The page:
na Boinne - Layers of Irish history
Taking a bus from Dublin on a bright sunny day, we arrive at the Newgrange site around noon time. Newgrange is the largest, and maybe most important site in what can be called Ireland's "Valley of the Kings". In the Boyne valley, there are more than 40 graves and ritual sites dating back to 3200 BC and therefore older than the Egyptian pyramids, but Newgrange is obviously the most impressive one. We are allowed to enter the actual through the entrance which is in the middle of a huge wall of white, reflecting stones. Nicola, our guide - the grave can only be visited on a tour - tells us that the whole front wall had broken down when the grave was discovered, due to about 200,000 tons of stone pressing outward. Archaeologists reconstructed the wall only to let it tumble down again, finding that the stones had fallen to exactly the same places they were originally found in. This was taken as proof that there originally was a front wall surrounding the tomb, which was then properly reconstructed and fixed and now looks more space age than stone age.
But more impressive than the wall itself is the actual material. Most of the stones are from the area, but tons of the white frontwall stones can only be found in the Wicklow mountains, roughly about 70 miles from the site, and decorative football size pebbles obviously come from the coast, 50 miles from here. This is even more impressive realizing that during the Neolithic age, the whole area was covered by wood, and the actual builders had neither horses nor the wheel. The whole construction seems to have taken about 80 years, an immensely long period of time, give that normal life expectancy was around 30 years.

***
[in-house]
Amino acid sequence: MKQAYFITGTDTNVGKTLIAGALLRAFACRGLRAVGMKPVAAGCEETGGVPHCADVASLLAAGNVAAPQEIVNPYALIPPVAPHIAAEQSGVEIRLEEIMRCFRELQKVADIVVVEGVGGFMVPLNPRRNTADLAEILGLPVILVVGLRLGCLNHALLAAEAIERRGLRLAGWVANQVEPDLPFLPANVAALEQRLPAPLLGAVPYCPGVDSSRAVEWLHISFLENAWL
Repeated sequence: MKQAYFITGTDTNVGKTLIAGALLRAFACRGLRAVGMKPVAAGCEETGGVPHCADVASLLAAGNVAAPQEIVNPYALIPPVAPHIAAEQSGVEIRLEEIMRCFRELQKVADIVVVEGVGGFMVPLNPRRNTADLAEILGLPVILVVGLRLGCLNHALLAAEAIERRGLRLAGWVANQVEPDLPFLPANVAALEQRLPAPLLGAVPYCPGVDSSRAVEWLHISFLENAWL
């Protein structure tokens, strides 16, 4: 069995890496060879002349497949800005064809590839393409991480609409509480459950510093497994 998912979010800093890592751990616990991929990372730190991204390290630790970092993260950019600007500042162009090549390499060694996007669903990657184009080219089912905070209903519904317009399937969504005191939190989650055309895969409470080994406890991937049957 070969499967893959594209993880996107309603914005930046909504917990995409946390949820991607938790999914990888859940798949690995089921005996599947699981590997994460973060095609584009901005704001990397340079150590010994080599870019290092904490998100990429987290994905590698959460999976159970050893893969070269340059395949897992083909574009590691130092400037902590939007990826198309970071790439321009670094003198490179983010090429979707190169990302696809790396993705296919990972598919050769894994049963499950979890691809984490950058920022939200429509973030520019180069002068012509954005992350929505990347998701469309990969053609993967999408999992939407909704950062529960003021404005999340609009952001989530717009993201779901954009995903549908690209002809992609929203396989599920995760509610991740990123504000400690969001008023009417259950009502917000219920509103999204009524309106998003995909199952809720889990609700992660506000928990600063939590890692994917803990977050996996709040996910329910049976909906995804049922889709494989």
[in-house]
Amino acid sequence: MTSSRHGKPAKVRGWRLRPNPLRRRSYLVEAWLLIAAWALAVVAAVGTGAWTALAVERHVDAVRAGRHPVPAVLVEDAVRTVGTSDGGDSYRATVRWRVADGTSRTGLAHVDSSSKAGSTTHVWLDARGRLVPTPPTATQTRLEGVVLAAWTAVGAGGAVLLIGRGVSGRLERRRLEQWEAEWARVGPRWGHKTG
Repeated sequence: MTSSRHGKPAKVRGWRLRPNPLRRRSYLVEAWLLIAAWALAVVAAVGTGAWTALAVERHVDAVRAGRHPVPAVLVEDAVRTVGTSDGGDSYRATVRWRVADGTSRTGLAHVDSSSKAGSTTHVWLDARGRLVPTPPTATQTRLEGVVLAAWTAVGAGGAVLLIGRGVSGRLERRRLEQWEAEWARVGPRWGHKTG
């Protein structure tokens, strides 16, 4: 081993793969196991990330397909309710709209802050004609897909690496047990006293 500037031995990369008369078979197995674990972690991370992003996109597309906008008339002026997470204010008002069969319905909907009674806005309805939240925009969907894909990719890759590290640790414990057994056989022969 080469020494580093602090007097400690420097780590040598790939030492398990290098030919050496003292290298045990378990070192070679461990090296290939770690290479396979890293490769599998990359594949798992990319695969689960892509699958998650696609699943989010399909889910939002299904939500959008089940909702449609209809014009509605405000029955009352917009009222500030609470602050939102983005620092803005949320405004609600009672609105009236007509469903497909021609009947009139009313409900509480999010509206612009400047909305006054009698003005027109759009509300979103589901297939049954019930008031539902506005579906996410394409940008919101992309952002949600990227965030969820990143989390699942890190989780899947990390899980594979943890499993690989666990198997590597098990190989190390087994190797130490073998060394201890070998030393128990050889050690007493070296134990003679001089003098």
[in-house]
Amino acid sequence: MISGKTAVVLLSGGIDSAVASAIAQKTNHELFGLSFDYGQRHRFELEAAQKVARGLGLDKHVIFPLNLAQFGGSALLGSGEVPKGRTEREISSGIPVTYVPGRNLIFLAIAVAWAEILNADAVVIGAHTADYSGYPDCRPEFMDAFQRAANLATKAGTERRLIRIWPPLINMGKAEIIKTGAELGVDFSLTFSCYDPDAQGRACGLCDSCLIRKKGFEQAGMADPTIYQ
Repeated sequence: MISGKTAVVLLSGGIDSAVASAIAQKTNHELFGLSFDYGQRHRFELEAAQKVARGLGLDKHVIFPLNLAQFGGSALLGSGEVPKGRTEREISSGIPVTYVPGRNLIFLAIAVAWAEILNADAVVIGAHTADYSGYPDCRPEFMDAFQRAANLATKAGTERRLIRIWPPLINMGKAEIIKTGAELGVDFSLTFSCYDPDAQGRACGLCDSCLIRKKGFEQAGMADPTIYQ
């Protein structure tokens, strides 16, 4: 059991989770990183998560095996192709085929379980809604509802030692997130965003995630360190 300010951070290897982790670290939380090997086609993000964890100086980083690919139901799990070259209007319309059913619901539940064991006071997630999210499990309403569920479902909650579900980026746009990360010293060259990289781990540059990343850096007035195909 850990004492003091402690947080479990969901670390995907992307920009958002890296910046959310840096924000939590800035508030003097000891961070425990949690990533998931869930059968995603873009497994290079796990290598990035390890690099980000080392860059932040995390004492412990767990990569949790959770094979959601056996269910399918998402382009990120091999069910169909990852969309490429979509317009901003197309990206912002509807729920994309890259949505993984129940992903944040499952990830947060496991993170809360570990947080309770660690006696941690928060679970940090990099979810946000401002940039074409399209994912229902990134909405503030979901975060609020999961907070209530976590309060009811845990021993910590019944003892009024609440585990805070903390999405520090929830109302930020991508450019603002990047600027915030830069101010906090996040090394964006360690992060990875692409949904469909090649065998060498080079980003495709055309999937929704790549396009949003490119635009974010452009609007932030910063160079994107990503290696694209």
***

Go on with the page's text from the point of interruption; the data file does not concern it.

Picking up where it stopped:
Before we enter the tomb, Nicola explains that the people who constructed this tomb obviously used the site as a kind of observatory. Like other passage tombs, the 20 meter long passage is exactly in line with the sunbeams on winter solstice, the shortest day in the year. In this particular grave, there is even a little "extra" - The so called roof box above the entrance, an extra window or entrance for the sunbeams. During dawn, the sun comes up over the mountains on the opposite side of the valley and enters through this window. As the passage slowly rises, the roof box above the door is on the same level as the floor in the actual chamber, first only painting a thin line on the floor and then slowly lighting the whole chamber.
Squeezing through the narrow passage way - not for the faint hearted! - Nicola tells us that the sunbeams actually enter the tomb from 19 to 24 December. If there is any sun, that is. She has already been there on several occasions, but only seen it once. Inside the tomb, we are quite surprised that the stones are beautifully decorated, mainly with spiral symbols. There are three recesses with huge stone dishes for the ashed of the dead. But obviously, not the middle one, which is hit by the sunbeams directly, is the most important, but the one to the right, which has two decorated dishes and elaborate spiral symbols all around it. To us, this doesn't really seem to fit into the picture of a society building such a huge monument around the passage of the sun, but unfortunately, we cannot ask the builders what the reason is.